Wednesday, June 25, 2008

A Freelance Life

A self-employed person working, or available to work, for a number of employers, rather than being committed to one, and usually hired for a limited period.

It sounds so appealing, doesn’t it? Self-employed. Working for a number of employers. Hired for a limited time. As with many facets of business, the job description rarely matches the position. Freelancing is no different. It’s been touted as the work from home, pick your projects, set your own hours, convenient, easy choice for writers in this, the age of technology.

It is nothing of the sort. In fact, freelancing has been the toughest job I’ve ever had.

Depending on the source, I can spend the better part of a day transcribing tape recordings. I can’t decipher my own handwriting so, when I interview by phone or in person, I use a tape recorder. Don’t worry, I’m up front about it with all my interviewees. Not one of them has turned me down, yet. There is one other reason why I tape interviews; so I can quote my sources accurately.

I find a topic I feel hasn’t been covered and I research it. I jot down sources and contacts. I read until my eyes hurt. I make notes until they start losing any semblance of order. I organize the information and pull quotes I can attribute to another source (always footnoting the source in the article). Inevitably I need answers to many questions on the topic and start writing those down. The list can be long. Once I have my complete list of questions I go back through my notes and research to see if I’ve missed the answer somewhere. When I can’t answer those questions, I call on the contacts I’ve uncovered.

Every interview is different because every interviewee is different. There are people who have so much information to give but little time to give it. Then there are people so enthused about what they do that nothing will stop them from giving as much detail as they can for every question. These are the extremes with many kinds of people in between. I love and hate both of these types of interviews since those with little time don’t take up as much of mine but some how miss answering some key points. Those that give so much detail that I have to flip the tape over or put in a second one always answer my questions, invariably burying the answers so deep in the interview that my fingers hurt from the transcribe. You’d think I’d learn to cut out the waste, but I am my own worst enemy; I have to type everything – I rarely skip over parts of the interview.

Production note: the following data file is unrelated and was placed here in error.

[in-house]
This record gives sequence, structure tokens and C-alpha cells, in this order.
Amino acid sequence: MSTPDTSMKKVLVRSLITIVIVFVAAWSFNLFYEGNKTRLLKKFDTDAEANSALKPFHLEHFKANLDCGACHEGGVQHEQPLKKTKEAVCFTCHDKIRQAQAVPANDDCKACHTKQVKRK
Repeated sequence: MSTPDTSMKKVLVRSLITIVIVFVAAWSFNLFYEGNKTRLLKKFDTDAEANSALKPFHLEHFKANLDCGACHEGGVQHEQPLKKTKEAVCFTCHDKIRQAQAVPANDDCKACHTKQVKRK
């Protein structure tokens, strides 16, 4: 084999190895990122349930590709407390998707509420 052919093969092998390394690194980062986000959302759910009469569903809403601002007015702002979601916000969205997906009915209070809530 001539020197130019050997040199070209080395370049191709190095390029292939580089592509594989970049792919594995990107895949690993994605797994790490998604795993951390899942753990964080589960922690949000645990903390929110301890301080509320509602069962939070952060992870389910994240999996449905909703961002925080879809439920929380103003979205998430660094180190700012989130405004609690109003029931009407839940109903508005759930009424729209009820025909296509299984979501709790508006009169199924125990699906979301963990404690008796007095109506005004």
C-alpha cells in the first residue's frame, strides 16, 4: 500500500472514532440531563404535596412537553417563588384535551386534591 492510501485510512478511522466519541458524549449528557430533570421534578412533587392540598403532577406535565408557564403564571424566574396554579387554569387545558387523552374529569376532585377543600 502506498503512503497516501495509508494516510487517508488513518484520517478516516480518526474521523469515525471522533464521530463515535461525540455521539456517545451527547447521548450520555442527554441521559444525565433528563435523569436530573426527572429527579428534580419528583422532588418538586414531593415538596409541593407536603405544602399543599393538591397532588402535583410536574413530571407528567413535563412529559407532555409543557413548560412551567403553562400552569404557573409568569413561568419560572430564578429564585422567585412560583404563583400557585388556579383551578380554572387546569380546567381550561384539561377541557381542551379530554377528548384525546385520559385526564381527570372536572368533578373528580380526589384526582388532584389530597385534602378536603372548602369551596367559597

Which brings me to the worst part, the transcribing. I remember being hit so hard in a hockey game once that I literally saw stars. I would gladly take that punishment again instead of transcribing taped interviews. I get this panic every time I push the play button. What if it didn’t work and none of the interview is on the tape? If it isn’t, I start over, and I probably miss my deadline which means, I don’t get paid. Even though this has never happened to me, I can’t shake that initial feeling.

Once the transcription is complete then comes the easy part. I love writing the articles and enjoy the process of stringing words together. That is, until I’m just about ready to send the piece to my editor (whomever it happens to be that day). There’s this spike of self-doubt that feels like the worst hunger pains I’ve ever had; a nagging, empty feeling that makes me think the work isn’t good enough. As you might expect, I have to give the work one more good going over before sending it off. It never quells the pangs of fear and doubt, but I send it anyway. The days when my edits are so heavy that I can hardly see where my words once were, are long gone. There’s always a few fixes and matters of differing opinions but all are easy enough to handle.

I have to find the work, research, pitch it, more research, interviews (some travel at times and always on my dime), write it, edits, and rewrites. I don’t set my own hours – those are set by the deadline. If the work has to be done in a day, I work whatever hours I need to get it done. Yep, I’ve pulled all-nighters and not for as big a payday as you’d think.

Why do I do it? Simple. Writing is what I do best so, I can’t fight it.

Fiction has its similarities. We research our subjects to death, we write whenever there is a spare moment, and we do it far longer than our eyes and minds can take. All for the same reason – we love it. Are writers destined to poverty? It would seem not; names like Rowling, Brown and King negate that thought. If nothing else, at least for the majority, writing disproves the old adage, do what you love and the money will follow.

Do what you love because you love to do it.

Here’s an article I wrote, ToyOps Excels With Toys That Teach. After transcribing the interview it turned out to be seven pages long, single spaced. One interview, seven pages. I still twitch at the thought.

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